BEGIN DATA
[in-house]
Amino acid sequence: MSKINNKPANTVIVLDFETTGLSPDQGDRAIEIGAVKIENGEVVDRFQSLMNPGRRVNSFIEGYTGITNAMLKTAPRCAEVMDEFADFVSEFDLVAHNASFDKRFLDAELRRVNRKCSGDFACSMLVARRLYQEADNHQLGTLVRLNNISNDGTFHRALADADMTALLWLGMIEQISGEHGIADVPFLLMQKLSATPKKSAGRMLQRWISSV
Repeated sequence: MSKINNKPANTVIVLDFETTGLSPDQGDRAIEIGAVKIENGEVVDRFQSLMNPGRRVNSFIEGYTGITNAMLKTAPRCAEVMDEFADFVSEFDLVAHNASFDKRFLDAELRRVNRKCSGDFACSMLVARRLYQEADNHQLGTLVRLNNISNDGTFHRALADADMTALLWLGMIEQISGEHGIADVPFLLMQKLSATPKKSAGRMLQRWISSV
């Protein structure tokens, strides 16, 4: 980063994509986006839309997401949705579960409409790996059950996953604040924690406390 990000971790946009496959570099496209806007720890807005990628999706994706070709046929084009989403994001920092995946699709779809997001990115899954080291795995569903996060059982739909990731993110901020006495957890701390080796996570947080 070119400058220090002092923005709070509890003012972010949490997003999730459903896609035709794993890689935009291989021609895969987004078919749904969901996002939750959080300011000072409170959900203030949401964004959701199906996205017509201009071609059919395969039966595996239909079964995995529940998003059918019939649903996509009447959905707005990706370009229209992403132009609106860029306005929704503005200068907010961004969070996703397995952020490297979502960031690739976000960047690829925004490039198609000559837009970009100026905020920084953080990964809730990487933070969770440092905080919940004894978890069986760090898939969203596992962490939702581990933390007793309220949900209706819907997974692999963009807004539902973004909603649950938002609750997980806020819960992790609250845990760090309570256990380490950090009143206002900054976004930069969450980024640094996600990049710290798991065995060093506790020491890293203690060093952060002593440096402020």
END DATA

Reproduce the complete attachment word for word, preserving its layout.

[in-house]
Amino acid sequence: MSKINNKPANTVIVLDFETTGLSPDQGDRAIEIGAVKIENGEVVDRFQSLMNPGRRVNSFIEGYTGITNAMLKTAPRCAEVMDEFADFVSEFDLVAHNASFDKRFLDAELRRVNRKCSGDFACSMLVARRLYQEADNHQLGTLVRLNNISNDGTFHRALADADMTALLWLGMIEQISGEHGIADVPFLLMQKLSATPKKSAGRMLQRWISSV
Repeated sequence: MSKINNKPANTVIVLDFETTGLSPDQGDRAIEIGAVKIENGEVVDRFQSLMNPGRRVNSFIEGYTGITNAMLKTAPRCAEVMDEFADFVSEFDLVAHNASFDKRFLDAELRRVNRKCSGDFACSMLVARRLYQEADNHQLGTLVRLNNISNDGTFHRALADADMTALLWLGMIEQISGEHGIADVPFLLMQKLSATPKKSAGRMLQRWISSV
């Protein structure tokens, strides 16, 4: 980063994509986006839309997401949705579960409409790996059950996953604040924690406390 990000971790946009496959570099496209806007720890807005990628999706994706070709046929084009989403994001920092995946699709779809997001990115899954080291795995569903996060059982739909990731993110901020006495957890701390080796996570947080 070119400058220090002092923005709070509890003012972010949490997003999730459903896609035709794993890689935009291989021609895969987004078919749904969901996002939750959080300011000072409170959900203030949401964004959701199906996205017509201009071609059919395969039966595996239909079964995995529940998003059918019939649903996509009447959905707005990706370009229209992403132009609106860029306005929704503005200068907010961004969070996703397995952020490297979502960031690739976000960047690829925004490039198609000559837009970009100026905020920084953080990964809730990487933070969770440092905080919940004894978890069986760090898939969203596992962490939702581990933390007793309220949900209706819907997974692999963009807004539902973004909603649950938002609750997980806020819960992790609250845990760090309570256990380490950090009143206002900054976004930069969450980024640094996600990049710290798991065995060093506790020491890293203690060093952060002593440096402020």